Flannery O’Connor famously said, “Everywhere I go I’m asked if I think the university stifles writers. My opinion is that they don’t stifle enough of them. There’s many a best-seller that could have been prevented by a good teacher.” Granted, there’s probably more than a nugget of truth in what O’Connor said, but this quote has me thinking of the teaching of creative writing and what I can offer my students, or the people I meet in any of the workshops I teach at writers’ conferences in the summers. It’s not my job to be discouraging. My job is to find something positive in everything I read, something I can point to and say, “See, right here? That’s where you’re a writer.” Then I owe it to each student to be honest about what I see as his or her shortcomings. I offer the caveat that opinions about one’s talents are often subjective, and the writers should feel free to take what I say with a grain of salt. I make clear, though, that from my perspective here are a few things they need to work on if they decide to keep writing. I want people to feel confident enough to continue to work at their craft if they’ve decided that it’s important enough to merit their further efforts. Let the process itself determine whether they should be discouraged. Who am I to crush anyone’s spirit or call into question the validity of the work they’re trying to do? I want them to listen to me with the thought that, if they do, they might become better.
I’m thinking of all this because I just came back from the Southern Festival of Books in Nashville, where I was happy to spend some time with a friend who was a former participant in a summer novel workshop that I taught. The manuscript that she brought to that workshop is now her first novel, to be published Valentine’s Day, 2017. By the way, I’m going to keep everyone anonymous in this post since I’m about to repeat a story I haven’t asked permission to repeat. I’ll leave it to this first-time novelist to decide whether she wants to reveal her identity or the identity of the other writer who figures prominently in her story.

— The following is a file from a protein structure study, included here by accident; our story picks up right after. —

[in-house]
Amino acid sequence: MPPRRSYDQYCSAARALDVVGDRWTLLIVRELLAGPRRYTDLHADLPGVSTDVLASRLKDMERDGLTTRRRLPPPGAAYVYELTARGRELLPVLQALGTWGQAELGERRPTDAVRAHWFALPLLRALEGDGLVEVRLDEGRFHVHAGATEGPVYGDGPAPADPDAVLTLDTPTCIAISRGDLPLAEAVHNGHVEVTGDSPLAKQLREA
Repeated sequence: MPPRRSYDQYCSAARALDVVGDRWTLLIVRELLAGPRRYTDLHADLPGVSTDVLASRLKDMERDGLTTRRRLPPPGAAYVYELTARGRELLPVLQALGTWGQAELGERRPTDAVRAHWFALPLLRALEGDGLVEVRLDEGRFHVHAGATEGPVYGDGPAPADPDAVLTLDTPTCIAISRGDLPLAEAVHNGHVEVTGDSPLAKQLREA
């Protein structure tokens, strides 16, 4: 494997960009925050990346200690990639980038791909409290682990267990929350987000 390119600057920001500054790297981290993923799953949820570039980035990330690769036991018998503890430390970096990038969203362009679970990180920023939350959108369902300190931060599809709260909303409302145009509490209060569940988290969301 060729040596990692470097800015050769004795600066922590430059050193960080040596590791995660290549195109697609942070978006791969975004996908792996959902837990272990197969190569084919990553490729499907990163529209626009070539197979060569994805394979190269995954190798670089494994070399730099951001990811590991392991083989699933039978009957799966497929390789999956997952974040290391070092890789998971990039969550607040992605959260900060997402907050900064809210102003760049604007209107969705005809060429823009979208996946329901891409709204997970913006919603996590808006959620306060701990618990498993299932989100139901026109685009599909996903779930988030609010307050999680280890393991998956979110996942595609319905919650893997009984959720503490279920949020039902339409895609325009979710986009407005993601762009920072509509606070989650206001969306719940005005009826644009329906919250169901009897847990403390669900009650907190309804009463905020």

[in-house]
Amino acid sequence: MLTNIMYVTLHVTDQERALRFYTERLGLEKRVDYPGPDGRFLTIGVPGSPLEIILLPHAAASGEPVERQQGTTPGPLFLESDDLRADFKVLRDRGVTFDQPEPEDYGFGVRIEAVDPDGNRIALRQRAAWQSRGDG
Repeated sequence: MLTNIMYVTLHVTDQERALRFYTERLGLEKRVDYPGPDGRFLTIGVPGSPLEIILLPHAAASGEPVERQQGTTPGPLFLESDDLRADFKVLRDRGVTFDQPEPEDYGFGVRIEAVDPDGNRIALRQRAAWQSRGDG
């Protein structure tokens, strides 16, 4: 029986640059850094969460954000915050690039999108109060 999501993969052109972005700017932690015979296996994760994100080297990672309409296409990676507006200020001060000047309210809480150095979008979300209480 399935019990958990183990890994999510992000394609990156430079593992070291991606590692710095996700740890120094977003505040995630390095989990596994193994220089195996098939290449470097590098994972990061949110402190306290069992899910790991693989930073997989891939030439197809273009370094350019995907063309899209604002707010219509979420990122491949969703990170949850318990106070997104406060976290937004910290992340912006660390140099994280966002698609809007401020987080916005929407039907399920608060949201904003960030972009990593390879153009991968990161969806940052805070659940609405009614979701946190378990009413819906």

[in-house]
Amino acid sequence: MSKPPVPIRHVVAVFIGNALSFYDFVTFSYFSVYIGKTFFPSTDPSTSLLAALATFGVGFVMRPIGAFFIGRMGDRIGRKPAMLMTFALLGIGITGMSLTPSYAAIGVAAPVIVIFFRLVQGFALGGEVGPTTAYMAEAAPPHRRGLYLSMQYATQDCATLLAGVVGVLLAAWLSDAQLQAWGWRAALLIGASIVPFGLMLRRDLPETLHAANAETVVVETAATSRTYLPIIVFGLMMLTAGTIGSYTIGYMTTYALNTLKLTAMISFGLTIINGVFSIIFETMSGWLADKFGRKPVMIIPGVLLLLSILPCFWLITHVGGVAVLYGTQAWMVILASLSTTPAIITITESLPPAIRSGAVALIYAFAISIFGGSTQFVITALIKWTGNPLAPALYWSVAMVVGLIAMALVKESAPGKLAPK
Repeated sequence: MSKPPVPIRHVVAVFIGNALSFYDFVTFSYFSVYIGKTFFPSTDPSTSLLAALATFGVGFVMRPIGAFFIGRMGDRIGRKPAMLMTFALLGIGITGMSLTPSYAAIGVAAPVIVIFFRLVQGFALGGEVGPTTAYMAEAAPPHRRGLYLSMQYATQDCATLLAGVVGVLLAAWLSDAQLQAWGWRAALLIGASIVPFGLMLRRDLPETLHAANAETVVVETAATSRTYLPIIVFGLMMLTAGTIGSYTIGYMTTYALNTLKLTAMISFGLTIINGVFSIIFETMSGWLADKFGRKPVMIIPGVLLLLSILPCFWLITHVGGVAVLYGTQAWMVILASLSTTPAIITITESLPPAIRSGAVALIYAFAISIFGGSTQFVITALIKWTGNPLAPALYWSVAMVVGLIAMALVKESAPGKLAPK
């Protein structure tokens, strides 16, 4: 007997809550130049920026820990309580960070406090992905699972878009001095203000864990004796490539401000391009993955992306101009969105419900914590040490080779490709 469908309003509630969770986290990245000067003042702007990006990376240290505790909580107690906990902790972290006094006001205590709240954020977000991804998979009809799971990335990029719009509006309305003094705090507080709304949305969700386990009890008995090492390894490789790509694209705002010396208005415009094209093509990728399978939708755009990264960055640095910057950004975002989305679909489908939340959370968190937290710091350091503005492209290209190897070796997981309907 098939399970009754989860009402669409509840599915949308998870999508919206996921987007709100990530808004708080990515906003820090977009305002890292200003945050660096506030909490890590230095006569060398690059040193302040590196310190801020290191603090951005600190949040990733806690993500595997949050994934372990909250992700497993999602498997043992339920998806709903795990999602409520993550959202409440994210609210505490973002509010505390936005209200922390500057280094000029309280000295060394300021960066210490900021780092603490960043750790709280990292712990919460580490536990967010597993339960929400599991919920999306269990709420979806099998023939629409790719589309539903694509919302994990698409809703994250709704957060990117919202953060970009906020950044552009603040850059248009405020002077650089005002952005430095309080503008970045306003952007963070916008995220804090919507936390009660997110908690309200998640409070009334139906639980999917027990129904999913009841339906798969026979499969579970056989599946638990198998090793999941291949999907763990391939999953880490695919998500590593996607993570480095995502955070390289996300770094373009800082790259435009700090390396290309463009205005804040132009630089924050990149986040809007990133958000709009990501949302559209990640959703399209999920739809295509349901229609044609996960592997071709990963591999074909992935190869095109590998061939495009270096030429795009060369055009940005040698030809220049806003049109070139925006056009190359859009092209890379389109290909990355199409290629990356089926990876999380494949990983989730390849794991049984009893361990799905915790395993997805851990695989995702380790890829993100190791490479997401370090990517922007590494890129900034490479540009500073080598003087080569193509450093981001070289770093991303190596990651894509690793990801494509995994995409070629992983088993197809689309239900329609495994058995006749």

At any rate, this morning our first-time novelist was telling me how she first met Famous Writer. She’d gone to her first writers’ conference, and for some reason, she, a writer of literary fiction, was assigned to a children’s author for an individual critique. That critique was brutal, so brutal that my friend left the room in tears and was so distraught all she could do was crumple against the wall in the hallway. That’s when Famous Writer came by, took note of her upset, and kindly asked if he could be of help. She told him about the critique. She said, “I’m going home.” Famous Writer asked if she happened to have another copy of her ms. She did indeed. “Why don’t you stay?” he said. “I’ll give this a read, and tomorrow we’ll have breakfast and chat.” At breakfast the next day, Famous Writer started talking to her about using sensory detail to make a piece of writing come to life, and my friend left feeling heartened and with something concrete to work on.
And she kept working, and now, come February everyone will be able to see the fruits of her labor. What would have happened had that children’s author had the last say? Thank goodness for Famous Writer, and countless other teachers like him, who talk about craft, who present their criticism along with their praise, who encourage while also teaching, who understand that their purpose is not to bolster their own egos but to offer what they can in the way of practical advice for improving another writer’s craft.
My friend’s fortuitous meeting with Famous Writer took place 28 years ago, so you can see this is also a story that testifies to the power of perseverance. “So many people asked me why I didn’t just quit,” my friend told me. “I couldn’t quit. Writing was so much of who I was.” And now, in addition to the novel that’s coming out, another novel has won a large prize for a novel-in-progress. “It’s like I’ve turned a corner,” she said. Indeed, a corner she may have not negotiated had it not been for Famous Writer and his kindness.
I offer this story to all of you in hopes that it may help you through some of the tough times that come to all writers. It’s a life-long apprenticeship, this writing business. If you’ve decided, like my friend, that it’s also such a large part of who you are, keep doing the good work. No one can tell a writer to quit except that writer him or herself. . .and, even then, we don’t always listen to ourselves. We keep going because we have something to say and we have to say it.